Brooke works to create new worlds within her photographic frame. By using painterly techniques as well as the square format, traditional photographic properties are replaced by otherworldly elements. Brooke’s photography questions the definition of what it means to be alive. (brookeshaden.com)
Brooke creates new worlds with her photography. After refreshing myself by going through Brooke’s photostream on Flickr I was left quite surprised to see there wasn’t really blurbs underneath the photos explaining her process, explaining why she took the photo, explaining the concept and meaning behind the photo. Then I realized Brooke creates most of her self-portraits under the same concept of trying to create a world, where the impossible becomes possible, and that most of the meaning behind her photos lies behind the title.
For example, the picture titled “The World Above” where she is emerging out of a lake, with an umbrella sitting atop of her head, and birds surround her. For me, the title “The World Above” means simply that. This is a photo about a girl who emerged from her home underneath the water, to finally take a look at the world that she was afraid to look at before. Remember, this is just my take on the photograph. This photo could mean something completely different to somebody else.
Another photo of hers is called “Chasing Childhood”, where Brooke is depicted running away from the camera, birds are flocked around her, and what’s in the distance cannot be seen.
What I get out of this photograph is that she’s chasing her childhood, but she’s not sure why. Or that she’s chasing certain parts of it, and the rest of her childhood is nothing but a foggy haze that she can’t remember. Maybe she’s chasing the part she can’t remember.
The meaning of self-portraiture is different to everyone. Isn’t that fascinating? Some people make self-portraits for practice- to perfect their shooting, lighting, and editing techniques (like Aaron). Some people shoot self-portraits because they love to do it (like Brooke Shaden, Joel Robinson, and myself), and for others self-portraiture is their worst enemy (like my fellow interns, Jenna and Kate).
In my opinion, creating a self-portrait is always a good thing. You get experience in front of the camera, behind the camera, you have all the time you need, and you can make your vision come alive.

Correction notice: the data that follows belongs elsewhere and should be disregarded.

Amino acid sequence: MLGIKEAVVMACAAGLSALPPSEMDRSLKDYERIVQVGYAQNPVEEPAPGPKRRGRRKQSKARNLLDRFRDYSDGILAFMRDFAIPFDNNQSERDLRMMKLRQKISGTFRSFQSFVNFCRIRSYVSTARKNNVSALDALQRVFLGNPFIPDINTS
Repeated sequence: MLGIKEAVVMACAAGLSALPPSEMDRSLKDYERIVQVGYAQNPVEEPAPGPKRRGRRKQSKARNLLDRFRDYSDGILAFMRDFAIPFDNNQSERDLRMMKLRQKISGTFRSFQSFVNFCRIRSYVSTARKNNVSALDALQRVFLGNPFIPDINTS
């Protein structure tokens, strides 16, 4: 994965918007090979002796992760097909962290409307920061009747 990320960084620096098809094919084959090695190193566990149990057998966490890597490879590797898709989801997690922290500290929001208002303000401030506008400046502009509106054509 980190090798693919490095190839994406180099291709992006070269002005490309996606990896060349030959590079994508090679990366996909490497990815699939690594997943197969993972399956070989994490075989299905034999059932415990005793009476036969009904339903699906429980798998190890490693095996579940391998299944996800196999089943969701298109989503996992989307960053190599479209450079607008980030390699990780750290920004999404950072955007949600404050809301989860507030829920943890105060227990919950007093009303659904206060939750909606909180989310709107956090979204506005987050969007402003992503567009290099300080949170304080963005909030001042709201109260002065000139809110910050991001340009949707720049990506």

Someone who really loves self-portraits is Joel Robinson (joel_r a.k.a. Boy_Wonder on Flickr). For people who aren’t familiar
with Joel, he lives in British Columbia’s Rocky Mountains (in Canada!), he’s a teacher, and he does photography in his spare time. For someone with a Flickr photostream of 1,817 items doing photography in their spare time is more than impressive. Joel loves photography, and he loves self-portraits. He loves it so much that he is actually on his 4th 365 days photo project. Yes, you read that right. His 4th 365 days photo project. When I did my 365 days photo project I had trouble completing it all the way through, but I did! I started a 2nd one and wasn’t able to finish it through the midst of my second year of college and moving 3 times… I can’t imagine the amount of patience and dedication one must have to complete three 365 days photo projects, and then be in the midst of a fourth one! Especially within such close proximity to each other. On his 4th 365 days photo project, when he only started his 1st in September of 2008. How brilliant is that? I think it’s pretty damn impressive that’s for sure.
Joel’s work in my opinion is always positive, uplifting, energetic, funny, and creative. Harry Potter, The Muppets, movies, nature, peace, Disney, and many other things inspire him. If you just take 20 minutes out of your day to look at his photostream you would know exactly what I mean. I’ve been following Joel’s work since the very beginning and you’d think after 4+ years I’d be sick of looking at his self-portraits every day, but nope. Every day I am left waiting for more. With work as imaginative, playful and creative as his you’re left with nothing but wonder and amazement.